And finally, in the Post article’s conclusion, author Roberto A. Ferdman, whose beat is “food policy, consumer business, and Latin American economics,” really shows what he doesn’t know about beer and its history, with this. “Currently, national and state-level policies aimed at curbing underage drinking are more focused on the point of purchase and consumption than on the time of potential indoctrination that precedes them.” Hardly. The moment prohibition ended, prohibitionist organizations began targeting advertising regulations to limit where, when and how alcohol could be advertised, along with where it could be sold, to whom, and all manner of other restrictions intended to do anything they could to limit it, figuring it was the next best thing if they couldn’t outlaw it outright. And they’ve been crying about that very issue ever since, incessantly trying to move the needle to limit “the time of potential indoctrination that precedes” … “the point of purchase and consumption,” exactly what Ferdman seems to think has been ignored has been the number priority of prohibitionist strategies for over eighty years.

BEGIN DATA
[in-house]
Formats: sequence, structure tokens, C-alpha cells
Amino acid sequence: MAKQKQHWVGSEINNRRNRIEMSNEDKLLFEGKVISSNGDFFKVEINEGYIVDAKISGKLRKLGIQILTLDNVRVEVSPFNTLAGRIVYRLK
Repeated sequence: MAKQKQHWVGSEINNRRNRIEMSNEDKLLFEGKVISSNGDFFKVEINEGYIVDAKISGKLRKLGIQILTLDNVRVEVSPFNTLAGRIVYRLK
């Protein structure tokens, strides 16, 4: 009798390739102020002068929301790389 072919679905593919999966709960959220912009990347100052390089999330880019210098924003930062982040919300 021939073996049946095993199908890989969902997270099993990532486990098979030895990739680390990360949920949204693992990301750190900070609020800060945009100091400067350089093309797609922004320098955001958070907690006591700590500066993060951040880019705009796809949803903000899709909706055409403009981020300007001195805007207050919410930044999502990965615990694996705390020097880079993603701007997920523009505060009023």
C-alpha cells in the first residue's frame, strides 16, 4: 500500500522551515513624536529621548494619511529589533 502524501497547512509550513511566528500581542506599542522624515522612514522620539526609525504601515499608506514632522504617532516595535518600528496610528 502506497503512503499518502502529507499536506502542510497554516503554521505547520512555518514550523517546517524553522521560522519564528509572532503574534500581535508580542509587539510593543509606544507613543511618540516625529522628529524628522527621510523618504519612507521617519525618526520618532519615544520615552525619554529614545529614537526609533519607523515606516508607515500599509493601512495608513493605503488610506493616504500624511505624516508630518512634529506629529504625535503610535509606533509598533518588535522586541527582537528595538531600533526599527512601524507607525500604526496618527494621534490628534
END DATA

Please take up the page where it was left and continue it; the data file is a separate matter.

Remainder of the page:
I find it amazing that these types of so-called “studies” — what are essentially internet polls — are taken seriously and that they find journals willing to publish them, in effect legitimizing them somewhat. Because if it’s in a journal, the mainstream media often just writes about it uncritically, taking them at face value. But more insidious, prohibitionist organizations, like the ever delightful Alcohol Justice, will distort then and even fabricate their already questionable findings to use in their own agenda, like saying it’s beer that’s the biggest culprit, when even the study does not say that.
Regular readers know I frequently write about my belief that AA and other abstinence-only programs are doomed to fail and are not the way we should be approaching people with drinking problems. Here’s a couple of recent articles to add to the mounting evidence that our peculiar dogma about addiction is unraveling.
The first is Addicts Are Made, Not Born: And It’s Not the Drugs That Create Them, which was in SF Weekly. It covers a study done at Columbia University that concluded that the “[m]ost commonly held fears about meth are unfounded, just as they were with crack, just as they were with marijuana.”
“The science points to opportunity and surroundings as the key factors in determining who ends up ‘addicted.’ Provided choice, people will opt not to start on the road to being a fiend. Given nothing else to do, they may try drugs.” So we continue to attack the drugs, or the alcohol, but ignore the reasons people try them. Brilliant.